Engineering Blog

Being puzzled about when to use channels or mutexes

Given a concurrency problem, it may not always be clear whether we can implement a solution using channels or mutexes. Because Go promotes sharing memory by communication, one mistake could be to always force the use of channels, regardless of the use case. However, we should see the two options as complementary. This section clarifies when we should favor one option over the other. The goal is not to discuss every possible use case (that would probably take an entire chapter) but to give general guidelines that can help us decide.


First, a brief reminder about channels in Go: channels are a communication mechanism. Internally, a channel is a pipe we can use to send and receive values and that allows us to connect concurrent goroutines. A channel can be either of the following:

  • Unbuffered—The sender goroutine blocks until the receiver goroutine is ready.
  • Buffered—The sender goroutine blocks only when the buffer is full.

When should we use channels or mutexes?

Let’s get back to our initial problem. When should we use channels or mutexes? We will use the example the given figure as a backbone.

Our example has three different goroutines with specific relationships:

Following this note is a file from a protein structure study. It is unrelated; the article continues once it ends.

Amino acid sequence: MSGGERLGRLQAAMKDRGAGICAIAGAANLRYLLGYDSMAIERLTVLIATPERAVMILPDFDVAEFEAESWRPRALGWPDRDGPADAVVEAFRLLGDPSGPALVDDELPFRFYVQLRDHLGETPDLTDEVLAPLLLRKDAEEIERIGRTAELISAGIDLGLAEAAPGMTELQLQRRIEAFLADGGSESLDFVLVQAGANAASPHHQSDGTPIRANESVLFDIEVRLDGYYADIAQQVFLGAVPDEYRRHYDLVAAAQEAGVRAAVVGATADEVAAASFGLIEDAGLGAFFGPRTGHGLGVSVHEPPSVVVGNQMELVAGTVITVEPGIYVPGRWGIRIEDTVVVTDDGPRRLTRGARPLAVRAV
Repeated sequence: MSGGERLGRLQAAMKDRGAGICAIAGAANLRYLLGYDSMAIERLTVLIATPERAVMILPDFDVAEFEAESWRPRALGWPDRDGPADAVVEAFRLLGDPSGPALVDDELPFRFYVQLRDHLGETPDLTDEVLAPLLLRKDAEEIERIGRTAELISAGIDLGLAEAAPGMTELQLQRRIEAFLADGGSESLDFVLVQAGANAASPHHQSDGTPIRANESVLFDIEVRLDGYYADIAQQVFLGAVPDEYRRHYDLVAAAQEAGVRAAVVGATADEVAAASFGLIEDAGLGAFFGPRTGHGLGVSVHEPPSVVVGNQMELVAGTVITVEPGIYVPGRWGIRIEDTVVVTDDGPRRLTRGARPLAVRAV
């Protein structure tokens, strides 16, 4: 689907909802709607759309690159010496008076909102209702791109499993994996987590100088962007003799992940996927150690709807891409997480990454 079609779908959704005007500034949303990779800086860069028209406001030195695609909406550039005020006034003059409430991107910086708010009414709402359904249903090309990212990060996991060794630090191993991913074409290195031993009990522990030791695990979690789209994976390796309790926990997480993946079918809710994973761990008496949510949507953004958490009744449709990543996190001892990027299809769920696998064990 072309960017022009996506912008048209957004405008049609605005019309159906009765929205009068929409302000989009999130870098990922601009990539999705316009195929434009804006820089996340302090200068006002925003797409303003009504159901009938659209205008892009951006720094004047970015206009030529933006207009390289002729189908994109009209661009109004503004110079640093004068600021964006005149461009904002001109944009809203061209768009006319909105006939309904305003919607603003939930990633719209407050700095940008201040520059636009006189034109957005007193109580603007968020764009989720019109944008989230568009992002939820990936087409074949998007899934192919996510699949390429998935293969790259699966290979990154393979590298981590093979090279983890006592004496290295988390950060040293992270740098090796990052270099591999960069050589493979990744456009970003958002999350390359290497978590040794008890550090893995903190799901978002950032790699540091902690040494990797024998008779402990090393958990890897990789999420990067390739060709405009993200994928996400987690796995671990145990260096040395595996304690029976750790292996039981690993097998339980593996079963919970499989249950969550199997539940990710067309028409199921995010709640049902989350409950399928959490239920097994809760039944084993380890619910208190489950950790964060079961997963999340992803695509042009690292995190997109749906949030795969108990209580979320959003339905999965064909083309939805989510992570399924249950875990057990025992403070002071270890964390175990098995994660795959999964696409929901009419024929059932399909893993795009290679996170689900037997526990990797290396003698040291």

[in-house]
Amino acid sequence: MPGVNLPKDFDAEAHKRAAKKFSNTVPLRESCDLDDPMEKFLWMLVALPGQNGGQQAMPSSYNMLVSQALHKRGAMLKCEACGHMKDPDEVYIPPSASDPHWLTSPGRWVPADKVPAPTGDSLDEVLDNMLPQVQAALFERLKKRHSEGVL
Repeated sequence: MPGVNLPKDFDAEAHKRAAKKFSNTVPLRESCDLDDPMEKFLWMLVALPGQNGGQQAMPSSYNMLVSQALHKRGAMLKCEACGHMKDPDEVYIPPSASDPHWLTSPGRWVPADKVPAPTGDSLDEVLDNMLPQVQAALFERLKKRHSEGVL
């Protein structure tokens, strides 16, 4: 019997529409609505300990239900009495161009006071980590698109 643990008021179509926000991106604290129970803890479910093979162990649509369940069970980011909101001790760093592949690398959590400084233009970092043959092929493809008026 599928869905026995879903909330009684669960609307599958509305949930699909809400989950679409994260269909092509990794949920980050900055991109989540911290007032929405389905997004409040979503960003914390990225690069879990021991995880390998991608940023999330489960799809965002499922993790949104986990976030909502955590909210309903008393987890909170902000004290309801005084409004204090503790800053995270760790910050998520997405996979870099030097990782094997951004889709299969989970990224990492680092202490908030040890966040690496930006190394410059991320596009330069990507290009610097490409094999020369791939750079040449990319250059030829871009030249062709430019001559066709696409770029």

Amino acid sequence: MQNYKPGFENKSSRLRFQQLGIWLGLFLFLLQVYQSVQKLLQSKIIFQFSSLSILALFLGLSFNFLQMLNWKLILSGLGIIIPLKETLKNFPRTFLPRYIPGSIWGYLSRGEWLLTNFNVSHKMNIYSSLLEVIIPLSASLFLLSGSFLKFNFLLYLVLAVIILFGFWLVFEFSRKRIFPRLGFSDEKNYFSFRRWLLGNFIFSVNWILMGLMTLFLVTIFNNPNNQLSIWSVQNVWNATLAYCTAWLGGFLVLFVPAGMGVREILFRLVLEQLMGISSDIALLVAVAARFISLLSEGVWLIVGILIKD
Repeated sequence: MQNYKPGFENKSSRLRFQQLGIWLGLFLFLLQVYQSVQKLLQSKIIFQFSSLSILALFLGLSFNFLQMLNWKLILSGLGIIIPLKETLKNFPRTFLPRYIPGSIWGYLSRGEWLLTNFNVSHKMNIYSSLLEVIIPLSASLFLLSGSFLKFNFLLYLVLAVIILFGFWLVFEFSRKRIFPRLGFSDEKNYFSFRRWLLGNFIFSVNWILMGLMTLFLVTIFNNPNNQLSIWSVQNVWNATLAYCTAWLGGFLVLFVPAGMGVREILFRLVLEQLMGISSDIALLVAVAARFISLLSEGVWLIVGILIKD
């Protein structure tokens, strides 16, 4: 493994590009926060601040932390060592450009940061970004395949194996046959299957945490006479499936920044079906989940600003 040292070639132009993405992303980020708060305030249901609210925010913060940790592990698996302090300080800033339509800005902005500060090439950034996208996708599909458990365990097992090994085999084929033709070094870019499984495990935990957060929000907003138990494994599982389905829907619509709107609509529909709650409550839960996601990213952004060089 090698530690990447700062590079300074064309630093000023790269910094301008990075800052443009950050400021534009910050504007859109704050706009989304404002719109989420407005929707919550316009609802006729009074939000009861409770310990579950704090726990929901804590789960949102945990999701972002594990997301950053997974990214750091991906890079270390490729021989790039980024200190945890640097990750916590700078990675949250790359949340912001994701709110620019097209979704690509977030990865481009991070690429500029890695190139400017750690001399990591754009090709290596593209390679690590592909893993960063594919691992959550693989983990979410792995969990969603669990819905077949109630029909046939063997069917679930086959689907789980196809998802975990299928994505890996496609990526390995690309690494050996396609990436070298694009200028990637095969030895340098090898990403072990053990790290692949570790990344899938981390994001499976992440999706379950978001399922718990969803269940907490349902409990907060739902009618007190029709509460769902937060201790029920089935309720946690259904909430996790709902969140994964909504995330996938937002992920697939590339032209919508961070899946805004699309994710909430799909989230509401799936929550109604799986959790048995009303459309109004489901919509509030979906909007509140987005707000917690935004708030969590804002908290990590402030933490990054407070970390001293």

• G1 and G2 are parallel goroutines. They may be two goroutines executing the same function that keeps receiving messages from a channel, or perhaps two goroutines executing the same HTTP handler at the same time.
  • On the other hand, G1 and G3 are concurrent goroutines, as are G2 and G3. All the goroutines are part of an overall concurrent structure, but G1 and G2 perform the first step, whereas G3 does the next step.

In general, parallel goroutines have to synchronize: for example, when they need to access or mutate a shared resource such as a slice. Synchronization is enforced with mutexes but not with any channel types (not with buffered channels). Hence, in general, synchronization between parallel goroutines should be achieved via mutexes.

Conversely, in general, concurrent goroutines have to coordinate and orchestrate. For example, if G3 needs to aggregate results from both G1 and G2, G1 and G2 need to signal to G3 that a new intermediate result is available. This coordination falls under the scope of communication—therefore, channels. Regarding concurrent goroutines, there’s also the case where we want to transfer the ownership of a resource from one step (G1 and G2) to another (G3); for example, if G1 and G2 are enriching a shared resource and at some point, we consider this job as complete. Here, we should use channels to signal that a specific resource is ready and handle the ownership transfer.


Mutexes and channels have different semantics. Whenever we want to share a state or access a shared resource, mutexes ensure exclusive access to this resource. Conversely, channels are a mechanic for signaling with or without data (chan struct{} or not). Coordination or ownership transfer should be achieved via channels. It’s important to know whether goroutines are parallel or concurrent because, in general, we need mutexes for parallel goroutines and channels for concurrent ones.


  • 100 Go Mistakes and how to avoid them, Teiva Harsanyi, Manning Publications Co
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